The College of Law's Innovation for Justice (i4J) program, which is led by professor Stacy Butler ('02), began its pilot of the Licensed Legal Advocate program this spring. Find out more about this innovative program and the local attorney mentors who are making its success possible in this edition of Letter of the Law

Also read on to see how the Cracchiolo Law Library is celebrating Women's History Month with their blog post about the women of the U.S. Supreme Court.

Until the footnotes,
Launch of the Licensed Legal Advocate Program Fills a Critical Unmet Need
As of March 22, 2021, two lay legal advocates from the nonprofit Emerge! Center Against Domestic Abuse will assume new roles and responsibilities and will begin offering limited legal advice and assistance to clients of Emerge. 

They will be the first-ever Licensed Legal Advocates in Arizona, having completed a rigorous eight-week training program developed by the University of Arizona Law's Innovation for Justice (i4J) program. 

The eight-week Licensed Legal Advocate (LLA) program includes online instruction, a weekly meet-up with faculty, and testing administered by the Supreme Court of Arizona.

Retired Superior Court Judge and Professor of Practice Karen Adam ('76) developed the LLA curriculum, and shares details about the pilot -- a collaboration among i4J, the Supreme Court of Arizona, and Emerge! Center Against Domestic Abuse -- and received significant funding support from the State Justice Institute (SJI). 

One of the requirements of the SJI grant is that the LLA evaluation team collect and analyze a variety of data about the pilot and publish the results. If the data are favorable, the pilot will likely be replicated in other locations.

As states across the nation are exploring market-driven licensed legal paraprofessional service models, this pilot provides the first research in the U.S. regarding how those models can be adapted for the non-profit sector.
A four-member team of practicing attorney faculty has been critical to the success of the pilot program. They are actively engaged in professional and community organizations and have each won numerous awards. They have agreed to serve as mentors to the newly minted Licensed Legal Advocates for the next year. 

Without them, Judge Adam says, the pilot would never have launched. We are proud to introduce -- and extend our gratitude to -- the team!

Marissa Sites
Hue Le
Kristy Clairmont ('15)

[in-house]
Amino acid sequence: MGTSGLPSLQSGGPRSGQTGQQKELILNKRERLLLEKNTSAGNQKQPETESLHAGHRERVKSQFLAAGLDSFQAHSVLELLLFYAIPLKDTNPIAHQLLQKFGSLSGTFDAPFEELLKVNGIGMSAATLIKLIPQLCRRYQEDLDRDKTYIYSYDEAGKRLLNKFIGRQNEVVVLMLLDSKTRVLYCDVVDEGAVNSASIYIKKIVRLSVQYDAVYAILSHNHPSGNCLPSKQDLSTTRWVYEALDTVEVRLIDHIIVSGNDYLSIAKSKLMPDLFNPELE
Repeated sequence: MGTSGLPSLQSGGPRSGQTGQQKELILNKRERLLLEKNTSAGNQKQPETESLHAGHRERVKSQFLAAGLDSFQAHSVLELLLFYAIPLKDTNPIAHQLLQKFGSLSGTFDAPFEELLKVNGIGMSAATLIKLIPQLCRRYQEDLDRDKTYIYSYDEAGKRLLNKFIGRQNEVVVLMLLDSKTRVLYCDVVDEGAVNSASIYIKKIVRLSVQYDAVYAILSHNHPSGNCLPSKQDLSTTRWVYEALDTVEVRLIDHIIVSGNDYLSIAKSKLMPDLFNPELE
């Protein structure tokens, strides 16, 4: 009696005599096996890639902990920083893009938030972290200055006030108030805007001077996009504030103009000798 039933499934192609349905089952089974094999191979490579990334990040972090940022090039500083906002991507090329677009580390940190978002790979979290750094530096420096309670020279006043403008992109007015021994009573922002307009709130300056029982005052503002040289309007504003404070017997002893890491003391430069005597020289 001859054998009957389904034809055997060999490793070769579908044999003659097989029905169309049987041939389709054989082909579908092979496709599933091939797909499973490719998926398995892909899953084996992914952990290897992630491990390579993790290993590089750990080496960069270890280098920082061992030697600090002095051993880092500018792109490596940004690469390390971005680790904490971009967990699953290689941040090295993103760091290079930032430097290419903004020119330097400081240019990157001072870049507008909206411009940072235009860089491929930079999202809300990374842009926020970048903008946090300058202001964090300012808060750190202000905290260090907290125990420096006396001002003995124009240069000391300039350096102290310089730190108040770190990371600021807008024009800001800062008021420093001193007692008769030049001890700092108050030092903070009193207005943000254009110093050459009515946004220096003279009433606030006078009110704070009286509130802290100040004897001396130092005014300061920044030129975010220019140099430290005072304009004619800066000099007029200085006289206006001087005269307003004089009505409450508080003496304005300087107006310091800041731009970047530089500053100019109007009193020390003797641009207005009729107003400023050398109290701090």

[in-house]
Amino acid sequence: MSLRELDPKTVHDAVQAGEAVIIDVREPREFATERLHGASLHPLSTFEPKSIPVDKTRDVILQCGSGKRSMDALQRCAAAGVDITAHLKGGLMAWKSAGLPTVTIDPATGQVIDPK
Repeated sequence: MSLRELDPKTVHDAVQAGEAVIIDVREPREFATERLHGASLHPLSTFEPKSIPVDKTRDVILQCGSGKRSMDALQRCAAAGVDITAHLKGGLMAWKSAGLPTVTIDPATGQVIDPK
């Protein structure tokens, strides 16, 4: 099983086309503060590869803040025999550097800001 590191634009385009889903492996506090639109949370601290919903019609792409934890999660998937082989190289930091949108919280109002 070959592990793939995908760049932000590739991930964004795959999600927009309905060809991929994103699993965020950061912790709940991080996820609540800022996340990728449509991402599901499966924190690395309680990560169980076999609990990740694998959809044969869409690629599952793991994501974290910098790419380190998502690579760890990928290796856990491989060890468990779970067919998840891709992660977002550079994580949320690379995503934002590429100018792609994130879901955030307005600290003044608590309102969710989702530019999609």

Arianne Kerr ('14)
Marissa Sites has a BA from the UA and graduated with her JD from Arizona State University. She has practiced in various areas of law and is now a family law attorney at Karp & Weiss in Tucson. She serves on the University of Arizona College of Law Board of Visitors, is chair of the Family Law Section of the Pima County Bar Association, and chairs Lawyers for Literacy, a program matching legal professionals with elementary school students who need help with reading. Marissa brings years of experience as an attorney, a mentor, and a community activist to the roles of attorney faculty and mentor in the LLA pilot.
Hue Le graduated from the University of Washington and from Mitchell Hamline School of Law in St. Paul, Minnesota. She has worked as a prosecutor, a public defender, an assistant attorney general, a private practitioner, and now, at the Pima County Legal Defender's Office, representing children and parents in child welfare cases. She works with Marissa in the Lawyers for Literacy program and is on the Board of Trustees of the Pima County Bar Foundation. Hue brings a vast depth and breadth of experience to the LLA pilot.
Kristy Clairmont ('15) was a public school teacher for many years after graduating from Boise State University. After leaving her teaching career, she graduated from the Arizona Law with a Family and Juvenile Law certificate. She is the owner/attorney at Family Law Legal Consulting, PLLC, providing unbundled legal consultation services to self-represented litigants. Kristy volunteers at Step Up to Justice and the Pima County Bar Association Lawyer Referral Program as an attorney and educator. Kristy's experience as a teacher and her work with self-represented litigants make her an excellent attorney faculty member and mentor.